Patients waiting for confirmation that they will be approved or denied for coverage of treatment want to know that their medical records were properly reviewed by all appropriate parties, including a physician who knows what treatment is most appropriate. Yet, Aetna discourages doctors from reviewing medical records, instead relying on recommendations from nurses to determine a patient’s coverage, according to an article by CNN.
After being asked if he ever examined patients’ medical records, limuna responded, “No, I did not.” Instead, limuna made his decisions based off information and recommendations prepared by nurses.
“People desperate for care expect at least a fair review by the payer. This reeks of indifference to patients,” said Dr. Arthur Caplan, founding director of the division of medical ethics at New York University Langone Medical Center.2. Washington’s situation with Aetna reflects a larger culture within the insurance industry: Greed.
This isn’t the first time the insurance industry has tried to cut corners and save money. In fact, Dr. Linda Peeno, a former medical director for Humana, testified before Congress in 1996 about the consequences that followed when she denied a patient coverage of a heart transplant.
“In the spring of 1987, as a physician, I denied a man a necessary operation that would have saved his life and thus caused his death,” confessed Peeno. “No person and no group has held me accountable for this because, in fact, what I did was I saved the company half a million dollars.”
Peeno told CNN that denying coverage to the man improved her reputation within the managed care industry, which led to her eventual career advancement.
“Not only did I demonstrate I could indeed do what was expected of me, I exemplified the ‘good’ company doctor,” explained Peeno.3. Aetna is denying coverage for treatment that would drastically improve patients’ lives.
Cara Pressman battles epilepsy and regularly has seizures that last anywhere between 20 seconds to two minutes. Pressman’s seizures began when she was just 9 years old and have continued to haunt her into her teenage years. But a minimally invasive laser ablation surgery could provide a solution by destroying lesions in the brain that cause her seizures. And Aetna has refused to cover it.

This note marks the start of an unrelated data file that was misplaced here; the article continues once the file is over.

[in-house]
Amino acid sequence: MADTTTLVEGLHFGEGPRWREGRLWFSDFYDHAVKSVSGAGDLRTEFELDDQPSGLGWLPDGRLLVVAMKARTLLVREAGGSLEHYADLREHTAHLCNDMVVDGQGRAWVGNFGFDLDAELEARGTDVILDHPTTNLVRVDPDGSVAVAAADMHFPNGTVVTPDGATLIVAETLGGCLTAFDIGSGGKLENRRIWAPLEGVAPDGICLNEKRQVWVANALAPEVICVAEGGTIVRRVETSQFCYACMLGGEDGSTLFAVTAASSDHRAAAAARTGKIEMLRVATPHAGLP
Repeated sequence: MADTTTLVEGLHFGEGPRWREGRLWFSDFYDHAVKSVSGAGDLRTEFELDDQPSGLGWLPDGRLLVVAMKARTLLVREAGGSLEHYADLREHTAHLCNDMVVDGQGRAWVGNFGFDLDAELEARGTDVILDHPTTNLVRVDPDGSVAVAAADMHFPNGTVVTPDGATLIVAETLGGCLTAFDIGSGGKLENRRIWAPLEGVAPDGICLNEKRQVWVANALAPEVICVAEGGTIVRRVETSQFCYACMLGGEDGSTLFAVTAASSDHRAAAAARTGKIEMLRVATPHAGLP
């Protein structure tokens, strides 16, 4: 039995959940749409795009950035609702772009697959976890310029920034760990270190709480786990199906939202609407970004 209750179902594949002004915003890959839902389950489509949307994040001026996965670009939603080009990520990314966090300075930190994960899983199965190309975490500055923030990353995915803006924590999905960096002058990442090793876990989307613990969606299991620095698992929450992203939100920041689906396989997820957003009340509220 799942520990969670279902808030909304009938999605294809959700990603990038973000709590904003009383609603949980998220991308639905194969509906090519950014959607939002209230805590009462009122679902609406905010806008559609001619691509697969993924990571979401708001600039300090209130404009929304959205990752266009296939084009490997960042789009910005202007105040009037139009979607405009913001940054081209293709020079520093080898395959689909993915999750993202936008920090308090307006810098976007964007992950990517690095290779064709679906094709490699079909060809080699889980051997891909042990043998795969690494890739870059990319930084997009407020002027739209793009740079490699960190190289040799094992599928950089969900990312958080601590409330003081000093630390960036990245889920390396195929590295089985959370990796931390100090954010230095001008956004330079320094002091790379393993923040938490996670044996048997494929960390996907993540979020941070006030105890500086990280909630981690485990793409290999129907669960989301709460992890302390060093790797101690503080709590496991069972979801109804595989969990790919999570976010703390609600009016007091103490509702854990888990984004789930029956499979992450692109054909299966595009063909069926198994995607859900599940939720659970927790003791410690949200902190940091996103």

Instead, Aetna approved her for a more invasive, open brain surgery – a procedure that her doctors weren’t seeking approval for and that includes a higher risk of serious complications, according to an article by CNN.
Similarly, Jennifer Rittereiser was scheduled for laser ablation surgery after a seizure caused her to be involved in an awful car crash. Weeks before her surgery, Aetna denied coverage; the company has continued to refuse coverage of the surgery ever since.
“Everything in their core values is not being shown in the way I’m being treated. They’re talking about promoting wellness and health and ‘being by your side,’” said Rittereiser. “[It’s] the most ridiculous thing, because they are the biggest barrier to my success and my well-being going forward.”Aetna and other insurance companies’ policies continue to interfere with patients’ access to treatment that would improve their lives. This unsettling news is becoming a reality for many people across the United States. It’s time to share your story and speak out about the issues you’ve been facing and hold insurers accountable.